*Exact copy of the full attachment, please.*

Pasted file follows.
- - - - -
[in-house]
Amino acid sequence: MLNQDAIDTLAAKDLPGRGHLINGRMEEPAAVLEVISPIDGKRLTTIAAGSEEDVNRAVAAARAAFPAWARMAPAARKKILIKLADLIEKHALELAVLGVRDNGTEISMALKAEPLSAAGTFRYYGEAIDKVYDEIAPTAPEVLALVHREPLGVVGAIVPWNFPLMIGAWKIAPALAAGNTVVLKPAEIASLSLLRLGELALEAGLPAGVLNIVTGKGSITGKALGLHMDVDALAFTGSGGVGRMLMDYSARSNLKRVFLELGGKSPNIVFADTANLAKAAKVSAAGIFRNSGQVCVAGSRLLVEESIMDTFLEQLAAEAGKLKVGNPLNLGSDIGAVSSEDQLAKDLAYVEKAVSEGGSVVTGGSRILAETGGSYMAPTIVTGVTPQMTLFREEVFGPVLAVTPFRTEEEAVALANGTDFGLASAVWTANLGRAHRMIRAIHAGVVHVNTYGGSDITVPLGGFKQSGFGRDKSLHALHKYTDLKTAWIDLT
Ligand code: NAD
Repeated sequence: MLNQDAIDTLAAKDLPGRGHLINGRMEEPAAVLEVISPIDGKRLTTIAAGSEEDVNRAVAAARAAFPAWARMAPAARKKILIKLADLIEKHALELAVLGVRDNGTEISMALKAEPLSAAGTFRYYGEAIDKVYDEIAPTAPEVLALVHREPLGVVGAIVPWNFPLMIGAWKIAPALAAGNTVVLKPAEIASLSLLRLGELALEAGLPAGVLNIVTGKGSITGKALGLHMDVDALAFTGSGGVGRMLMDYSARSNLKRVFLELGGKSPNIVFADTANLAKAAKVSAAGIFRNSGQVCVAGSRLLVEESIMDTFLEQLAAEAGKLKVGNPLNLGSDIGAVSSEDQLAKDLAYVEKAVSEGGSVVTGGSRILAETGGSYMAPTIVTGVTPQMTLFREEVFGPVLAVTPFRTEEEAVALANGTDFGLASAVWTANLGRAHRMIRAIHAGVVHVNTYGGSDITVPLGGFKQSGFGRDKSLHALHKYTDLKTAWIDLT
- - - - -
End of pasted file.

[in-house]
Amino acid sequence: MLNQDAIDTLAAKDLPGRGHLINGRMEEPAAVLEVISPIDGKRLTTIAAGSEEDVNRAVAAARAAFPAWARMAPAARKKILIKLADLIEKHALELAVLGVRDNGTEISMALKAEPLSAAGTFRYYGEAIDKVYDEIAPTAPEVLALVHREPLGVVGAIVPWNFPLMIGAWKIAPALAAGNTVVLKPAEIASLSLLRLGELALEAGLPAGVLNIVTGKGSITGKALGLHMDVDALAFTGSGGVGRMLMDYSARSNLKRVFLELGGKSPNIVFADTANLAKAAKVSAAGIFRNSGQVCVAGSRLLVEESIMDTFLEQLAAEAGKLKVGNPLNLGSDIGAVSSEDQLAKDLAYVEKAVSEGGSVVTGGSRILAETGGSYMAPTIVTGVTPQMTLFREEVFGPVLAVTPFRTEEEAVALANGTDFGLASAVWTANLGRAHRMIRAIHAGVVHVNTYGGSDITVPLGGFKQSGFGRDKSLHALHKYTDLKTAWIDLT
Ligand code: NAD
Repeated sequence: MLNQDAIDTLAAKDLPGRGHLINGRMEEPAAVLEVISPIDGKRLTTIAAGSEEDVNRAVAAARAAFPAWARMAPAARKKILIKLADLIEKHALELAVLGVRDNGTEISMALKAEPLSAAGTFRYYGEAIDKVYDEIAPTAPEVLALVHREPLGVVGAIVPWNFPLMIGAWKIAPALAAGNTVVLKPAEIASLSLLRLGELALEAGLPAGVLNIVTGKGSITGKALGLHMDVDALAFTGSGGVGRMLMDYSARSNLKRVFLELGGKSPNIVFADTANLAKAAKVSAAGIFRNSGQVCVAGSRLLVEESIMDTFLEQLAAEAGKLKVGNPLNLGSDIGAVSSEDQLAKDLAYVEKAVSEGGSVVTGGSRILAETGGSYMAPTIVTGVTPQMTLFREEVFGPVLAVTPFRTEEEAVALANGTDFGLASAVWTANLGRAHRMIRAIHAGVVHVNTYGGSDITVPLGGFKQSGFGRDKSLHALHKYTDLKTAWIDLT